Manipulative Participation •  Participation is simply a pretense • Participation occurs through representation on an advis...
Passive Participation <ul><li>People participate by being told what has been decided or has already happened </li></ul><ul...
Consultation <ul><li>People are consulted or asked questions; experts define problems and control information gathering </...
Participation for Material Assets <ul><li>People participate by contributing resources (such as knowledge or labor) in ret...
Functional Participation <ul><li>Participation is seen as a means to achieve project goals </li></ul><ul><li>People may fo...
Interactive Participation <ul><li>People participate in joint analysis, development of an action plan, and formation/stren...
<ul><li>Multiple perspectives are sought and learning incorporated into process </li></ul><ul><li>Groups exercise control ...
Self-mobilization <ul><li>• People participate by taking initiatives independent of external agents </li></ul><ul><li>They...
Women’s participation will be promoted when women have been included in: <ul><ul><ul><li>defining the problem being addres...
Can  women participate? Barriers: <ul><ul><ul><li>Women’s lack of authority in households, organizations and communities <...
Will  women participate? Barriers <ul><ul><ul><li>Perception of benefits from participation </li></ul></ul></ul><ul><ul><u...
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PowerPoint Four

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PowerPoint Four

  1. 1. Manipulative Participation • Participation is simply a pretense • Participation occurs through representation on an advisory board, but these representatives but have no power • Women may be included in token ways, in order to ‘fill a quota’
  2. 2. Passive Participation <ul><li>People participate by being told what has been decided or has already happened </li></ul><ul><li>The power rests with ‘experts.’ It is generally assumed that experts know what women need or want </li></ul>
  3. 3. Consultation <ul><li>People are consulted or asked questions; experts define problems and control information gathering </li></ul><ul><li>Professionals are not obliged to act on people’s views; they may consult with ‘women’s representatives’ </li></ul>
  4. 4. Participation for Material Assets <ul><li>People participate by contributing resources (such as knowledge or labor) in return for cash or other material benefits </li></ul><ul><li>People have no stake when the project ends so that sustainability is poor </li></ul>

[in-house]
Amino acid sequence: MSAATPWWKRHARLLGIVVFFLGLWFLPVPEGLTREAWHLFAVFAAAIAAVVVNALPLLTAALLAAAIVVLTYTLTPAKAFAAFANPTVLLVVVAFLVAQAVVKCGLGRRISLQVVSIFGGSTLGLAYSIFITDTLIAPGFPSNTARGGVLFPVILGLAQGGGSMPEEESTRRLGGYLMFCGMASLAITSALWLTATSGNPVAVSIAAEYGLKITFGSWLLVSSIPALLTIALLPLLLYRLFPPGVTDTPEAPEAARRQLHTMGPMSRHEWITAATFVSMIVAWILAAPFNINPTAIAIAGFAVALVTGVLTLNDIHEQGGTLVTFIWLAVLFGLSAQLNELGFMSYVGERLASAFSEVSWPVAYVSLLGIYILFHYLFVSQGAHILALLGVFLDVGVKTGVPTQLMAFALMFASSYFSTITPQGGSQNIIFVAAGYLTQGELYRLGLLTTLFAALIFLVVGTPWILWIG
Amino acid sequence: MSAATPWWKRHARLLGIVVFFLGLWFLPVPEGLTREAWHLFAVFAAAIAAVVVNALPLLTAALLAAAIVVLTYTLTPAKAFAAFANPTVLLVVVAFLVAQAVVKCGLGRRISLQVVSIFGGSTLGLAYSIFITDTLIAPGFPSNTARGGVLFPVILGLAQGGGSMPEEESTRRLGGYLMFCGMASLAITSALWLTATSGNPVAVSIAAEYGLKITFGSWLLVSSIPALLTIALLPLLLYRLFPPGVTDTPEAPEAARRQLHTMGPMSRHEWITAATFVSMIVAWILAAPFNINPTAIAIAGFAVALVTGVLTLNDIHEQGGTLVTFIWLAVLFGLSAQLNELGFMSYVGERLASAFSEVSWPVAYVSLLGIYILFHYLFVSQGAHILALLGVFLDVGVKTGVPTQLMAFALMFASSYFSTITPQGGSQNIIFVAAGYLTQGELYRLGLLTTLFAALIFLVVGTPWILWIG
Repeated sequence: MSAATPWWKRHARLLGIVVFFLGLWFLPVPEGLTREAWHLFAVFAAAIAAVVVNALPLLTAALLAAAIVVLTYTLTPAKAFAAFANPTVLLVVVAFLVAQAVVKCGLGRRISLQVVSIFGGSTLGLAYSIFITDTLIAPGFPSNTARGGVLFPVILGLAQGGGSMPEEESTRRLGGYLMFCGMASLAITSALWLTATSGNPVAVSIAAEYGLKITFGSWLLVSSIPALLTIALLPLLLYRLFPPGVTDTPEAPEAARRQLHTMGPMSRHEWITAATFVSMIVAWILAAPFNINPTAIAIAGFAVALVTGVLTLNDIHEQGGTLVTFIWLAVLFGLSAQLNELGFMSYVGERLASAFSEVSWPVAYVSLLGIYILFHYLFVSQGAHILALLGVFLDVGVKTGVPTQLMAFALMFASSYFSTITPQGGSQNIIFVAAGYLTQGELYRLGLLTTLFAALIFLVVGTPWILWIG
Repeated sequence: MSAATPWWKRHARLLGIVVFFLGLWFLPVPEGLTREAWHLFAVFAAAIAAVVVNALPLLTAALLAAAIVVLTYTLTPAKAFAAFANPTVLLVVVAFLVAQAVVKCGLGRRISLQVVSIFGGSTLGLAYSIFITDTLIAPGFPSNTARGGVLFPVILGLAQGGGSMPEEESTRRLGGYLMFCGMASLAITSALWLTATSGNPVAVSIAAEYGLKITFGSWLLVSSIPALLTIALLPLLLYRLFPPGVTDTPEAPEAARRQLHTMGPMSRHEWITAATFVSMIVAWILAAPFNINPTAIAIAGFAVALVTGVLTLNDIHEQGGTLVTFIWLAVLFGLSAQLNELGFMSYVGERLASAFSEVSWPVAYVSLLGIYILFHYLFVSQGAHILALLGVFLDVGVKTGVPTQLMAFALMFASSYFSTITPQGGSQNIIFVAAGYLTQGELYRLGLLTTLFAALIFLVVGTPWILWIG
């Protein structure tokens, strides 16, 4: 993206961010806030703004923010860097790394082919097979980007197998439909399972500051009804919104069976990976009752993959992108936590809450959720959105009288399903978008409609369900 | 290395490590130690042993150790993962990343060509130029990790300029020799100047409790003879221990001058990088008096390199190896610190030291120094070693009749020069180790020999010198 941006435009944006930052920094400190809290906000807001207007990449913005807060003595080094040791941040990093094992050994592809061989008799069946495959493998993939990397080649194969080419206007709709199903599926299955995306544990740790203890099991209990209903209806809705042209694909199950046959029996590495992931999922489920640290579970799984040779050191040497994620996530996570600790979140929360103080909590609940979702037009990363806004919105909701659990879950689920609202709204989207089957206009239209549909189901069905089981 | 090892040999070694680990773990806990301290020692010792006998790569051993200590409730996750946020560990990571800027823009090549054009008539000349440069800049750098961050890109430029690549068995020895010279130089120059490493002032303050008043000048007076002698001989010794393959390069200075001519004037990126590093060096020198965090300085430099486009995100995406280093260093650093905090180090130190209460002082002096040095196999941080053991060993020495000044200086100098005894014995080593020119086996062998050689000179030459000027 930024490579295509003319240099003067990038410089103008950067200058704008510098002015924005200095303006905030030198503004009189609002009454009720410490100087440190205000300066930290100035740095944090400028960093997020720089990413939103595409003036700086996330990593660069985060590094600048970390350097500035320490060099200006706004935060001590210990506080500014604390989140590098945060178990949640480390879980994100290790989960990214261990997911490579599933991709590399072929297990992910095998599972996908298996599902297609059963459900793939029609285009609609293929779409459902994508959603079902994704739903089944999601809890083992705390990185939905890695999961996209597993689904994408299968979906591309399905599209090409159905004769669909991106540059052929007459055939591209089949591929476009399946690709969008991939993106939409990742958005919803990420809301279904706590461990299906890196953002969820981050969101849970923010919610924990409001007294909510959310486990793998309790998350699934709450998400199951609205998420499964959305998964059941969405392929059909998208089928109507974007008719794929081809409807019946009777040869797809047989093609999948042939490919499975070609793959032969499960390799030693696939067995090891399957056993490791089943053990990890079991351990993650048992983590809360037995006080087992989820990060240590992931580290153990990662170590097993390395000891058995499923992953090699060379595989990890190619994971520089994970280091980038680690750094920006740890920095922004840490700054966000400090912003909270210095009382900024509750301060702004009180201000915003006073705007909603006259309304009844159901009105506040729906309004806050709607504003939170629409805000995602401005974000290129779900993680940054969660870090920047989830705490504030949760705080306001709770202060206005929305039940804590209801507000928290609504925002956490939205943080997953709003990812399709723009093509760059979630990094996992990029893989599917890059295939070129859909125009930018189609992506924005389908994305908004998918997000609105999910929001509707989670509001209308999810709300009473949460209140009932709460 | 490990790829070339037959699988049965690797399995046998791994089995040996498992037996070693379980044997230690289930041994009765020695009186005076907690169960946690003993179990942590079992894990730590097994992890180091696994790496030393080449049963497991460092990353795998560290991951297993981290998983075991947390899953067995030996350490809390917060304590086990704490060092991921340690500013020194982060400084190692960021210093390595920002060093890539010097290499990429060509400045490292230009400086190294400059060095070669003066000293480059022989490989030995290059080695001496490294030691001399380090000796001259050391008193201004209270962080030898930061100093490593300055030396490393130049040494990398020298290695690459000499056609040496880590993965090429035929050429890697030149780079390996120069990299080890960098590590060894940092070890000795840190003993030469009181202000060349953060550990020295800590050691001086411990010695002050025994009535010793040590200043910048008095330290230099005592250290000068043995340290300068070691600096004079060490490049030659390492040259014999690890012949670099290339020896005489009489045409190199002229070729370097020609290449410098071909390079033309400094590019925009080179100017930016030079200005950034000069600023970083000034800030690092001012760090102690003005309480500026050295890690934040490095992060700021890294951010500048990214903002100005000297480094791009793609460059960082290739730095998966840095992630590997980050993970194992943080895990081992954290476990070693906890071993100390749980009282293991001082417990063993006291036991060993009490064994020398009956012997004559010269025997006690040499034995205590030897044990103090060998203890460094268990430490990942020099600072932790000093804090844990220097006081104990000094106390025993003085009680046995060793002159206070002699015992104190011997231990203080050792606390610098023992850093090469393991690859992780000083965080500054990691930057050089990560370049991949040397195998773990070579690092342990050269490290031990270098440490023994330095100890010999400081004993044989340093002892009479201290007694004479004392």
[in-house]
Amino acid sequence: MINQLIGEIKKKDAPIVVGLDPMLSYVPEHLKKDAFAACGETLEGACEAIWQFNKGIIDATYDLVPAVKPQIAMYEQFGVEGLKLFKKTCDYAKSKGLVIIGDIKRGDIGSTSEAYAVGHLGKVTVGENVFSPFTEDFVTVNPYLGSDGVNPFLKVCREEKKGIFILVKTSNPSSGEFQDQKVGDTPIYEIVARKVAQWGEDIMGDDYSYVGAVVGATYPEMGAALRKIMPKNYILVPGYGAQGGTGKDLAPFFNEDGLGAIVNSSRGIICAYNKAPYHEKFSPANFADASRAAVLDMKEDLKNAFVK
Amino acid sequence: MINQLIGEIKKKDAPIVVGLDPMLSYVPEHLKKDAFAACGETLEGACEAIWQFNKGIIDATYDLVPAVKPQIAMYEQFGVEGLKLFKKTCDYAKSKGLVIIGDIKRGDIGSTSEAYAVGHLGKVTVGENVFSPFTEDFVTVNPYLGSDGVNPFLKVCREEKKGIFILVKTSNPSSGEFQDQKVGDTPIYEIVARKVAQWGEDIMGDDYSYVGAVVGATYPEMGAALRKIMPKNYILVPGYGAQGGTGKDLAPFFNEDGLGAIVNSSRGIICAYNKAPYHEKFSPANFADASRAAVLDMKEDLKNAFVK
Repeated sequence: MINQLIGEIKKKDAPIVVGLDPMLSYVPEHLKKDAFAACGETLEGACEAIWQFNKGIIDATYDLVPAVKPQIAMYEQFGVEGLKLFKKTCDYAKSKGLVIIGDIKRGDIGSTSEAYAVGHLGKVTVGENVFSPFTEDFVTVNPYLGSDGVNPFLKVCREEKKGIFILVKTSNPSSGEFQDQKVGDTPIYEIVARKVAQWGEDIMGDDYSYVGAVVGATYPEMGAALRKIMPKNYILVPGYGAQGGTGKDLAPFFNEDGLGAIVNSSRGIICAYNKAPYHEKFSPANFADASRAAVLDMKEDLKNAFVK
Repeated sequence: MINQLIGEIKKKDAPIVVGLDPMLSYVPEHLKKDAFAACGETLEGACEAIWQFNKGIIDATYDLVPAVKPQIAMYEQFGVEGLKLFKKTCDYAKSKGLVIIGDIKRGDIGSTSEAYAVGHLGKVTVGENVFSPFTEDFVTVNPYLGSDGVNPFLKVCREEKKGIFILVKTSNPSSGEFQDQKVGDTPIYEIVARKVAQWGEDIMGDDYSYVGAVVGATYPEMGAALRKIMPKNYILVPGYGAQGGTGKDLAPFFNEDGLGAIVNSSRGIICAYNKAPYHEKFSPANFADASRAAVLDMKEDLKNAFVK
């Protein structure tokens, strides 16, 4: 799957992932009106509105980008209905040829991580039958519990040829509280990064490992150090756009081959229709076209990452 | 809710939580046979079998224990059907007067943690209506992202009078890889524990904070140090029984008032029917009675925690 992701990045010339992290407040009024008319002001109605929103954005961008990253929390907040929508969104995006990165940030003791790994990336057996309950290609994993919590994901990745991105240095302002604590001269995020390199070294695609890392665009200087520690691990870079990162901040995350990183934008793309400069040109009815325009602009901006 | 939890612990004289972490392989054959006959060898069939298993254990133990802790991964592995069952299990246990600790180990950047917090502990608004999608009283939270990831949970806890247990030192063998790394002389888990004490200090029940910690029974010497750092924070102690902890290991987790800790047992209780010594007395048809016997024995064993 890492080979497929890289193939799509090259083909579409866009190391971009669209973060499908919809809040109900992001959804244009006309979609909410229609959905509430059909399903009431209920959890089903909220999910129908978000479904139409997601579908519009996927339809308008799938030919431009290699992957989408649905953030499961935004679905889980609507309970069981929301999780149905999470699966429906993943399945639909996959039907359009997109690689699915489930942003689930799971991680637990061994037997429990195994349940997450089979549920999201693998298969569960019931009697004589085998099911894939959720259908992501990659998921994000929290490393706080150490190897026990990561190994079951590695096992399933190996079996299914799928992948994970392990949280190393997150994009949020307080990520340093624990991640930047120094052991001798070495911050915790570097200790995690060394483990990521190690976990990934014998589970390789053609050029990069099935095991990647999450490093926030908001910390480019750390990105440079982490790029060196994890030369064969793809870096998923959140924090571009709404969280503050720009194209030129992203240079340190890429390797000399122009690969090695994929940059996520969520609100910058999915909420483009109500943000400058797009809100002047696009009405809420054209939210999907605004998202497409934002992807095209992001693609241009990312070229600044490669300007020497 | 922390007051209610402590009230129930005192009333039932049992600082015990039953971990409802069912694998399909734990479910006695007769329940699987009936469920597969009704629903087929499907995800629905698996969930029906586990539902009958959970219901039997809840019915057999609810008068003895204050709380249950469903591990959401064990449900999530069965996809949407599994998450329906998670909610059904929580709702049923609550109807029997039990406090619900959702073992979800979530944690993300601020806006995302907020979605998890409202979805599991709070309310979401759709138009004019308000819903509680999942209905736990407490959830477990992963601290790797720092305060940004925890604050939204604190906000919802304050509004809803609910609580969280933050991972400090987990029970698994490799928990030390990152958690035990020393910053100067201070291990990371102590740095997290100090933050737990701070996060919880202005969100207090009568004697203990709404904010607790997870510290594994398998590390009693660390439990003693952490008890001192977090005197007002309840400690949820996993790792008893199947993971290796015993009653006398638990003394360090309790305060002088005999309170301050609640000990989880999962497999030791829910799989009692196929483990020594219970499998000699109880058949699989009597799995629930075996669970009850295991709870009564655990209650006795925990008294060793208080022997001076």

5. 5. Functional Participation <ul><li>Participation is seen as a means to achieve project goals </li></ul><ul><li>People may form groups to meet predetermined objectives </li></ul><ul><li>Project dynamics may be interactive and there may be shared decision-making, but major decisions tend to be made by the external agency </li></ul>
  6. 6. Interactive Participation <ul><li>People participate in joint analysis, development of an action plan, and formation/strengthening of local institutions </li></ul><ul><li>Participation is a right and not just a means </li></ul><ul><li>Participation may be conducive to the formation of groups and networks that continue to operate after your project is over </li></ul><ul><li>More … </li></ul>
  7. 7. <ul><li>Multiple perspectives are sought and learning incorporated into process </li></ul><ul><li>Groups exercise control over local decisions and access to resources so that they have a stake in maintaining practices </li></ul><ul><li>While sustainability will be higher, conflicts may emerge </li></ul>
  8. 8. Self-mobilization <ul><li>• People participate by taking initiatives independent of external agents </li></ul><ul><li>They form networks through external resources but retain control over how resources are used </li></ul><ul><li>This mobilization may or may not challenge existing distributions of power </li></ul><ul><li>The ideal outcome is empowerment of marginalized groups such as women </li></ul>
  9. 9. Women’s participation will be promoted when women have been included in: <ul><ul><ul><li>defining the problem being addressed; </li></ul></ul></ul><ul><ul><ul><li>preparing the project proposal; </li></ul></ul></ul><ul><ul><ul><li>the membership of the project team; </li></ul></ul></ul><ul><ul><ul><li>all levels of decision-making. </li></ul></ul></ul>
  10. 10. Can women participate? Barriers: <ul><ul><ul><li>Women’s lack of authority in households, organizations and communities </li></ul></ul></ul><ul><ul><ul><li>The social value of women’s lost labor </li></ul></ul></ul><ul><ul><ul><li>Women’s lack of mobility </li></ul></ul></ul><ul><ul><ul><li>Women’s level of literacy and education </li></ul></ul></ul><ul><ul><ul><li>Women’s lack of confidence or self-esteem </li></ul></ul></ul>
  11. 11. Will women participate? Barriers <ul><ul><ul><li>Perception of benefits from participation </li></ul></ul></ul><ul><ul><ul><li>Attitudes of project workers towards women </li></ul></ul></ul><ul><ul><ul><li>Role models of participation </li></ul></ul></ul><ul><ul><ul><li>Scheduling of activities </li></ul></ul></ul><ul><ul><ul><li>Language and communication barriers </li></ul></ul></ul>

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